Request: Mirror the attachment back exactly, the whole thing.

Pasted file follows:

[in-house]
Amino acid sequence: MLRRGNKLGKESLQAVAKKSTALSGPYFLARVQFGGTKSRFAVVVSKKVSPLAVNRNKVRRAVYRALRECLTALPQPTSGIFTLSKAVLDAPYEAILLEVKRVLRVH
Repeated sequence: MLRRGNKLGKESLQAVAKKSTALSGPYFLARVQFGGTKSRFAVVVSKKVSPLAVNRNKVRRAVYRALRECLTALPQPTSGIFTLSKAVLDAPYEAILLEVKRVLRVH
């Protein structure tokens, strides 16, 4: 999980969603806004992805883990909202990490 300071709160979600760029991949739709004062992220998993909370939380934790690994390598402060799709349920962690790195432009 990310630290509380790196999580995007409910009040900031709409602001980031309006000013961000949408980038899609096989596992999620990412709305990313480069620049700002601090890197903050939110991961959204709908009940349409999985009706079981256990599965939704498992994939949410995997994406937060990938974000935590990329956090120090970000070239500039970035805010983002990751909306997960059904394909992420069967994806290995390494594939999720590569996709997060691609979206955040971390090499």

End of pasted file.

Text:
[in-house]
Amino acid sequence: MLRRGNKLGKESLQAVAKKSTALSGPYFLARVQFGGTKSRFAVVVSKKVSPLAVNRNKVRRAVYRALRECLTALPQPTSGIFTLSKAVLDAPYEAILLEVKRVLRVH
Repeated sequence: MLRRGNKLGKESLQAVAKKSTALSGPYFLARVQFGGTKSRFAVVVSKKVSPLAVNRNKVRRAVYRALRECLTALPQPTSGIFTLSKAVLDAPYEAILLEVKRVLRVH
């Protein structure tokens, strides 16, 4: 999980969603806004992805883990909202990490 300071709160979600760029991949739709004062992220998993909370939380934790690994390598402060799709349920962690790195432009 990310630290509380790196999580995007409910009040900031709409602001980031309006000013961000949408980038899609096989596992999620990412709305990313480069620049700002601090890197903050939110991961959204709908009940349409999985009706079981256990599965939704498992994939949410995997994406937060990938974000935590990329956090120090970000070239500039970035805010983002990751909306997960059904394909992420069967994806290995390494594939999720590569996709997060691609979206955040971390090499």